I have a confession to make: I feel like I’ve had a mini-relapse, or maybe a small setback.

Therese Borchard’s editor Holly Lebowitz Rossi has told her to write from wherever she is, not from where she wants to be. This is most helpful to readers, she says. So that’s what I’ll try to do today.

It’s easy to spout off advice about positive body image when you’re feeling pretty good about your own and when you’re happy with your weight. When you’re feeling A-OK, you think, “Gee, this whole building-a-better-body-image thing isn’t so hard after all. What’s all the fuss about?”

You sit from your high horse – or from your perfectly perched position on your pedestal – and watch virtuously, unable to look deep into the layers that surround self-criticism and body hatred. You’ve forgotten what that pain feels like…

This summer I was at my lowest weight. I was eating regularly but my dad had gotten really sick, and between driving to a hospital that was over 70 miles one way, scared about what might happen and then dealing with what did happen, I guess the weight loss was my body’s way of coping with the stress and then eventually grieving.

And so I lost some weight. I hadn’t really noticed, until other people mentioned it, and my clothes felt loose. Months after the funeral, I started buying clothes again (shopping for my mom and me is therapeutic and, if you could call it hobby, then shopping is our hobby).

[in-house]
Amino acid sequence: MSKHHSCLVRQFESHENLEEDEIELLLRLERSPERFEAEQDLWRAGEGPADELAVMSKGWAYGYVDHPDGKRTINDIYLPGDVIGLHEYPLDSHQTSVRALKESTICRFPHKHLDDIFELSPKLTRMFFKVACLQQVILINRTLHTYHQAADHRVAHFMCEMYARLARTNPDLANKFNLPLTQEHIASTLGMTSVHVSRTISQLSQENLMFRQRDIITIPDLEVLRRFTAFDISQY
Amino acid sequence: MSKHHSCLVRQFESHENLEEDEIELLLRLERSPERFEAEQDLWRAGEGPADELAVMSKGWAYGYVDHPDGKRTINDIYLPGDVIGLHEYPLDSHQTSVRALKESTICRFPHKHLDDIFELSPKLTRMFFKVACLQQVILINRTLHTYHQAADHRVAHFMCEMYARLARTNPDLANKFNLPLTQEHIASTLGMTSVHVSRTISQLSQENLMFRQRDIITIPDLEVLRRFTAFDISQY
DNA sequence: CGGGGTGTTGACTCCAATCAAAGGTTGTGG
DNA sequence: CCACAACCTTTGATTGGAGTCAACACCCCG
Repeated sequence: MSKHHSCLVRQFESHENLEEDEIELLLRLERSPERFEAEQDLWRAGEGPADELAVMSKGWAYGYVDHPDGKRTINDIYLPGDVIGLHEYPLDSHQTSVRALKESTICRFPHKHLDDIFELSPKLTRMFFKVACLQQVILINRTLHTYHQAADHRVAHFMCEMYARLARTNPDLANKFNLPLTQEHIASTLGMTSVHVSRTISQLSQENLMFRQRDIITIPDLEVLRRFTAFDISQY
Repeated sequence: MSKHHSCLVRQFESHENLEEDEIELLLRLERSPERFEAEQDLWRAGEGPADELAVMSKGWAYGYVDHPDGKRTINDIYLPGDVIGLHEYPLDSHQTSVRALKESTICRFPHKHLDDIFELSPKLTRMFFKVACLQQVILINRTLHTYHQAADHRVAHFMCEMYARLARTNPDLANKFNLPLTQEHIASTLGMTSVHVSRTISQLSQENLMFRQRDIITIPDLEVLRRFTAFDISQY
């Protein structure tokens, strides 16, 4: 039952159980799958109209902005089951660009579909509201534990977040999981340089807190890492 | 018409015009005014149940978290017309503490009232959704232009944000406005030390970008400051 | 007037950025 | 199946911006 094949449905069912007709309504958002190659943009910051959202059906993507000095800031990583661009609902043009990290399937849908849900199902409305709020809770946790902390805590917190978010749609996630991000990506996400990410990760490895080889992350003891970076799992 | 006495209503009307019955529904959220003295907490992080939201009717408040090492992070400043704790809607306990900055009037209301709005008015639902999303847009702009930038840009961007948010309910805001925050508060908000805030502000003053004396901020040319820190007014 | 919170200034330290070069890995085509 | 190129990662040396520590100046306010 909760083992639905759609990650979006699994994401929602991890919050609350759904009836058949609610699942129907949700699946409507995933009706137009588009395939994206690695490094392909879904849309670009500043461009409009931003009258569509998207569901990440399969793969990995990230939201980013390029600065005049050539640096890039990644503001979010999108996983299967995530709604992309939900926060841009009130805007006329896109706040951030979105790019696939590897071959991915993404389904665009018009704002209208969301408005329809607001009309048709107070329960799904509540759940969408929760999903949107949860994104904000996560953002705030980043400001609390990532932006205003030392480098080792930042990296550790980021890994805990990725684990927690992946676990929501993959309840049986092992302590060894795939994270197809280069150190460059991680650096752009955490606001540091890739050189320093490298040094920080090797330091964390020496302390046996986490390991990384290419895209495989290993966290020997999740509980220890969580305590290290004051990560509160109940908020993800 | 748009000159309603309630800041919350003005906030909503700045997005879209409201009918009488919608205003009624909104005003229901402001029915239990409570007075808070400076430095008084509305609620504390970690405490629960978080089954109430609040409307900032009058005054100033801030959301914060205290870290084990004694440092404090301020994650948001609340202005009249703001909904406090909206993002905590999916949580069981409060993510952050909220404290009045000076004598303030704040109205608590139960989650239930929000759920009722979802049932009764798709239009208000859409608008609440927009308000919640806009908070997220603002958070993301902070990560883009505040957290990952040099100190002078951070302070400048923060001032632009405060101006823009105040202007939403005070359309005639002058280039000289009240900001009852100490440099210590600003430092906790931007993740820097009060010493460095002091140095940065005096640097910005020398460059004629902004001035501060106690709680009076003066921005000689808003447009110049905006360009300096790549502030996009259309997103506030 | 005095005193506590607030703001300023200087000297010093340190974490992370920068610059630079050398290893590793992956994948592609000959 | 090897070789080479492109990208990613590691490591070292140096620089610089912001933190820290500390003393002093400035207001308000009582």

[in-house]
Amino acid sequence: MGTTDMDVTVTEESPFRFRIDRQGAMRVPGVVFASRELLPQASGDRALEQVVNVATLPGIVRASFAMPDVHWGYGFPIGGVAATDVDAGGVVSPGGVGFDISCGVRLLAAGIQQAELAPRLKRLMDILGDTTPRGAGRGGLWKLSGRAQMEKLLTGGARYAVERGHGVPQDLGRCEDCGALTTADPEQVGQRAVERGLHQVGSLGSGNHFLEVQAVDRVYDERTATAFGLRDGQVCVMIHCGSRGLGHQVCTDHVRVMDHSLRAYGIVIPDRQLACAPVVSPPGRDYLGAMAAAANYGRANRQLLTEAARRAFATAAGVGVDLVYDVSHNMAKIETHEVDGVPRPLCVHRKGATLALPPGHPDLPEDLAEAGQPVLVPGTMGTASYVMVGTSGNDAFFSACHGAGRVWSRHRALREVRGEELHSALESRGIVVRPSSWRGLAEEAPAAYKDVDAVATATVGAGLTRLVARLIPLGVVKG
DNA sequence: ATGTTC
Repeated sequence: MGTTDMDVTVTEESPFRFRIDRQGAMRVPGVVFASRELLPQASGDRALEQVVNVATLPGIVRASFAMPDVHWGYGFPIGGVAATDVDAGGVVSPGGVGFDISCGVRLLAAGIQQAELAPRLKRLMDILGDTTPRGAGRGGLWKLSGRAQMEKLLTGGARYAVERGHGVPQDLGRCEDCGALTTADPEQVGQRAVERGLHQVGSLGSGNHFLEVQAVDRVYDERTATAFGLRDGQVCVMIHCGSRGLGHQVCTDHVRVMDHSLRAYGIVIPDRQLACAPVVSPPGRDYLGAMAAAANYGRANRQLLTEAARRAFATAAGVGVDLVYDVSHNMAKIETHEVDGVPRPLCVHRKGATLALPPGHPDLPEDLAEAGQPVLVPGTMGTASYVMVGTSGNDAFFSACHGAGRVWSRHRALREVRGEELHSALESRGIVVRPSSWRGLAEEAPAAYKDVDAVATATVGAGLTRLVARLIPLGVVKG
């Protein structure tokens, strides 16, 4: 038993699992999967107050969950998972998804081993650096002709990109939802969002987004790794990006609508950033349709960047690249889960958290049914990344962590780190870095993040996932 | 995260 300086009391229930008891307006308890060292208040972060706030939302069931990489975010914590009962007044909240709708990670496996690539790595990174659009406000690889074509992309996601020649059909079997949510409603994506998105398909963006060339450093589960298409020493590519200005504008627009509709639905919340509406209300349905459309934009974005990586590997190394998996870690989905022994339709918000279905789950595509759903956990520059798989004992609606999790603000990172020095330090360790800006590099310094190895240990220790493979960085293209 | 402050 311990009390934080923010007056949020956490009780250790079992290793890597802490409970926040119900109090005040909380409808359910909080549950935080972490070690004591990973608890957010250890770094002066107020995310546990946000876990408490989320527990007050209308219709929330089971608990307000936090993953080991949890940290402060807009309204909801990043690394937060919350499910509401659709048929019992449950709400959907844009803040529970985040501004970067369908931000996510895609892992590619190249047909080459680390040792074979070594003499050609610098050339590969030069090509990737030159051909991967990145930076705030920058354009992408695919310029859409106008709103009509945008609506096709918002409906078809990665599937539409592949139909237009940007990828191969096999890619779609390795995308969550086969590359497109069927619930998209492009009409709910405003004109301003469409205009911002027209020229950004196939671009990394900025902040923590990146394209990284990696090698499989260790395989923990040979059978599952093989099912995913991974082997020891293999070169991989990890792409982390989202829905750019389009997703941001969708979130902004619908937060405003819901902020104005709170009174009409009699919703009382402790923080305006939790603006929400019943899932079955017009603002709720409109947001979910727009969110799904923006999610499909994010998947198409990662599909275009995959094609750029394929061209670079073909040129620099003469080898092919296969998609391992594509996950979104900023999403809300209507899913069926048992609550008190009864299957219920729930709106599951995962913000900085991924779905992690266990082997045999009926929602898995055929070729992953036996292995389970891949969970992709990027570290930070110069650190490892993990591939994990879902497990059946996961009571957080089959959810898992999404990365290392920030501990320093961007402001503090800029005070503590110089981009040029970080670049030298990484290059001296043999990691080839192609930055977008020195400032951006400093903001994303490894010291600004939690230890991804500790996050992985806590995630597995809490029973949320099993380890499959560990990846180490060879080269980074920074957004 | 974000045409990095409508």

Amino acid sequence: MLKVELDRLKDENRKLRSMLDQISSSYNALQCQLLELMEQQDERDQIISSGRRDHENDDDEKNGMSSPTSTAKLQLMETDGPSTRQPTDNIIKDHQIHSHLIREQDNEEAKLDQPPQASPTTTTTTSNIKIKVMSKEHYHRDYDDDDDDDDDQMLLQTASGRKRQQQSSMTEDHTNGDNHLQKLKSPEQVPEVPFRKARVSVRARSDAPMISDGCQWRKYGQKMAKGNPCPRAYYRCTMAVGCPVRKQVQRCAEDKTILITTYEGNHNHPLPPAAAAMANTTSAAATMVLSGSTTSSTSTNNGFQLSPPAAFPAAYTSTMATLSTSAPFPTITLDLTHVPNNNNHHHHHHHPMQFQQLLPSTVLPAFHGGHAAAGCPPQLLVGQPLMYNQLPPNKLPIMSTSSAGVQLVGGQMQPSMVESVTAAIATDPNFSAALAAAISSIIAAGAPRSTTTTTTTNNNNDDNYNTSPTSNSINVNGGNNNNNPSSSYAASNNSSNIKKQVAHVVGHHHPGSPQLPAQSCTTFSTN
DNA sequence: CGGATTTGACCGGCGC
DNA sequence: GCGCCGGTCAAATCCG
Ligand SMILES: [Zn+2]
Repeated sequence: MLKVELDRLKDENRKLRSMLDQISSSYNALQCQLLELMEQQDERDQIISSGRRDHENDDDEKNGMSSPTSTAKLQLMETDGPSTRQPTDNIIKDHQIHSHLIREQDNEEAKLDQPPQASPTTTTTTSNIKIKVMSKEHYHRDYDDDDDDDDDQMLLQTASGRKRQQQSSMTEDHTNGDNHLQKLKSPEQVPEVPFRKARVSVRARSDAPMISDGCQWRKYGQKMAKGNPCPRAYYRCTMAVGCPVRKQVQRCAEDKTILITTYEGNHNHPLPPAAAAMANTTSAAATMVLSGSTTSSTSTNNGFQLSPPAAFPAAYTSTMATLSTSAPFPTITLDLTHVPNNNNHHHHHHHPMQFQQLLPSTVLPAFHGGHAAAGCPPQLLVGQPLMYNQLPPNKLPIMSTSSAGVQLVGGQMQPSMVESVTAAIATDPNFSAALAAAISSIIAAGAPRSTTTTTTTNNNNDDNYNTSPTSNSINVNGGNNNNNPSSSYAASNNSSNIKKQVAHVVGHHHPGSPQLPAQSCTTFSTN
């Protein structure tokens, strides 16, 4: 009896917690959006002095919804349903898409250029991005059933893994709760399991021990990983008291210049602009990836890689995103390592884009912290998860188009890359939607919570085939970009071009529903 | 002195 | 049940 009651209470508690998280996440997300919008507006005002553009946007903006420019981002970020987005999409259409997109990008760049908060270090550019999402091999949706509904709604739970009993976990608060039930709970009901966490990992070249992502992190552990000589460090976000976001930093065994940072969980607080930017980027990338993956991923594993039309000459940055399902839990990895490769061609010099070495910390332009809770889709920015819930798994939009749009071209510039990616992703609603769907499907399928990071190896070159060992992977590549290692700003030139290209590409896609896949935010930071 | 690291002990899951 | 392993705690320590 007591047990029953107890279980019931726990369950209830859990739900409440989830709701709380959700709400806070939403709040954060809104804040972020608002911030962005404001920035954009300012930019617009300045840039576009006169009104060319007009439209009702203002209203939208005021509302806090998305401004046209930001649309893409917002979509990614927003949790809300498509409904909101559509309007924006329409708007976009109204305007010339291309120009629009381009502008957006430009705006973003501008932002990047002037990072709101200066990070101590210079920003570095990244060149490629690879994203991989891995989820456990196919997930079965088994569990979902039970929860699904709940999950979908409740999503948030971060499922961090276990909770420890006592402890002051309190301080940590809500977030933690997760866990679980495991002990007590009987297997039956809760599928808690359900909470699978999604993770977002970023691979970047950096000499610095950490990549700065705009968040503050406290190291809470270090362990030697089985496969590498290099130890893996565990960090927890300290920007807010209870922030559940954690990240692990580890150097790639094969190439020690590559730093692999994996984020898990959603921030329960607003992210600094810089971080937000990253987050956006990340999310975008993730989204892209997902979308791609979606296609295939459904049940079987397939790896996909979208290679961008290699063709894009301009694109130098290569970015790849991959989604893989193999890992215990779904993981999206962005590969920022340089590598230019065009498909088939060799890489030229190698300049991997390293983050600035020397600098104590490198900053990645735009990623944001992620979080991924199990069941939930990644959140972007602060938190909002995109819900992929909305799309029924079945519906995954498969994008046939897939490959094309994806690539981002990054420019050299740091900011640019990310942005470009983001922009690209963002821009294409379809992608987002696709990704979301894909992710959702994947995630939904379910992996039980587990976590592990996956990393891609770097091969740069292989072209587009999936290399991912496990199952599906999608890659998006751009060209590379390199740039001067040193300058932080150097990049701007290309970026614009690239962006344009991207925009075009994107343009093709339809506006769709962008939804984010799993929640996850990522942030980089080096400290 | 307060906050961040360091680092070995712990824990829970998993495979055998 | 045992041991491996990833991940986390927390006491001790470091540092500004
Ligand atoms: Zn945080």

This Monday night I was packing for a trip to NYC to see our family. As I was trying clothes on – and on – I kept noticing that many of my clothes would stop right at my hips, or envelope them like a sausage – at least in my eyes, of course. I noticed the same thing several weeks ago, but I figured my regular workouts might help with that.

But it seems like I’ve gotten back to my normal, healthy weight naturally. And instead of being happy, I’ve been upset that I’ve gained weight.

And so with all my body image wisdom, I suddenly went from a wanting-to-be-perfect body image blogger to an equating-my-appearance-to-my-self-worth hypocrite. I’ve been committing many of the body image “blunders” I talk about on this blog.

Even though I’ve been active (it’s a must for my stress relief) and feeling fairly strong, I’ve gotten on the scale several times. I’ve badmouthed my hips, wishing they were a few inches smaller. I’ve wondered why my exercising isn’t making me lose weight (or have more muscular arms). I’ve felt fat. I’ve let worries of what others will think of my appearance, of my style, of my weight and shape rule my mood and boost my anxiety.

And, ultimately, my respect and love for my body – and myself – has become conditional.

I think part of my body image blues – and hypocritical tendencies – is my sleeping, which has been really off. I can’t fall asleep until much later (in the morning). I try to wake up early and move my body most days. I’ve also been eating carbs like nobody’s business.

Either way, facts are facts, and I’ve had a shaky body image lately.

How I Tackle A Body Image Setback

It’s hard for me not to be hard on myself, especially since I want to be a positive example to readers. But the reality is that no one is perfect, and building a more positive body image is a process. I’d tell any reader that slip-ups are fine. Learn from them and try to move on.